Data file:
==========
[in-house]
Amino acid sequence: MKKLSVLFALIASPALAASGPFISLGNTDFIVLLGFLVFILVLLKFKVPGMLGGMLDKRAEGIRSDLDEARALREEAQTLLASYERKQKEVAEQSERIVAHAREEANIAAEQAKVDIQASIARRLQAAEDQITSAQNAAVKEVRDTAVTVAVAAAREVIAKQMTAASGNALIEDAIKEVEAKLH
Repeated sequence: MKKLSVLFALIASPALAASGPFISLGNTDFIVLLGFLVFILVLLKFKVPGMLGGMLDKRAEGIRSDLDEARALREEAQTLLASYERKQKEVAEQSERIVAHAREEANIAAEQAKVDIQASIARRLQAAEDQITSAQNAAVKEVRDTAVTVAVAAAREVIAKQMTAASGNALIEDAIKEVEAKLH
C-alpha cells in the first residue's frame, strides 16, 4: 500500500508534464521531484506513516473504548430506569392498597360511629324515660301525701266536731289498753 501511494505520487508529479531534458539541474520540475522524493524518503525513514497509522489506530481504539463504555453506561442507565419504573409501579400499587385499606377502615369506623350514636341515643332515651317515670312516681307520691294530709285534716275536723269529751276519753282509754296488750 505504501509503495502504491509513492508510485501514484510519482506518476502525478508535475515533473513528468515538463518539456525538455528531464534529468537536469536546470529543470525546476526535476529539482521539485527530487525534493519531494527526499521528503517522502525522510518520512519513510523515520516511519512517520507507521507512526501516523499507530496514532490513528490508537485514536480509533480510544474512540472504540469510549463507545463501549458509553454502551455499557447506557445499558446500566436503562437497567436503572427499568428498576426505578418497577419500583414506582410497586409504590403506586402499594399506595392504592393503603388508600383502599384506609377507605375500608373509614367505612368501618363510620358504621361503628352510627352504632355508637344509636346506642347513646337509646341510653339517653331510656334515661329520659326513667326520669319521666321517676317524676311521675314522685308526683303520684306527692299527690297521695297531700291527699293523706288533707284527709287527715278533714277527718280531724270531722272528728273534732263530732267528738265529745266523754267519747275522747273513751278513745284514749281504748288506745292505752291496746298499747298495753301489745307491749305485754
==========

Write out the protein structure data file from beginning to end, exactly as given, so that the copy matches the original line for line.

[in-house]
Amino acid sequence: MKKLSVLFALIASPALAASGPFISLGNTDFIVLLGFLVFILVLLKFKVPGMLGGMLDKRAEGIRSDLDEARALREEAQTLLASYERKQKEVAEQSERIVAHAREEANIAAEQAKVDIQASIARRLQAAEDQITSAQNAAVKEVRDTAVTVAVAAAREVIAKQMTAASGNALIEDAIKEVEAKLH
Repeated sequence: MKKLSVLFALIASPALAASGPFISLGNTDFIVLLGFLVFILVLLKFKVPGMLGGMLDKRAEGIRSDLDEARALREEAQTLLASYERKQKEVAEQSERIVAHAREEANIAAEQAKVDIQASIARRLQAAEDQITSAQNAAVKEVRDTAVTVAVAAAREVIAKQMTAASGNALIEDAIKEVEAKLH
C-alpha cells in the first residue's frame, strides 16, 4: 500500500508534464521531484506513516473504548430506569392498597360511629324515660301525701266536731289498753 501511494505520487508529479531534458539541474520540475522524493524518503525513514497509522489506530481504539463504555453506561442507565419504573409501579400499587385499606377502615369506623350514636341515643332515651317515670312516681307520691294530709285534716275536723269529751276519753282509754296488750 505504501509503495502504491509513492508510485501514484510519482506518476502525478508535475515533473513528468515538463518539456525538455528531464534529468537536469536546470529543470525546476526535476529539482521539485527530487525534493519531494527526499521528503517522502525522510518520512519513510523515520516511519512517520507507521507512526501516523499507530496514532490513528490508537485514536480509533480510544474512540472504540469510549463507545463501549458509553454502551455499557447506557445499558446500566436503562437497567436503572427499568428498576426505578418497577419500583414506582410497586409504590403506586402499594399506595392504592393503603388508600383502599384506609377507605375500608373509614367505612368501618363510620358504621361503628352510627352504632355508637344509636346506642347513646337509646341510653339517653331510656334515661329520659326513667326520669319521666321517676317524676311521675314522685308526683303520684306527692299527690297521695297531700291527699293523706288533707284527709287527715278533714277527718280531724270531722272528728273534732263530732267528738265529745266523754267519747275522747273513751278513745284514749281504748288506745292505752291496746298499747298495753301489745307491749305485754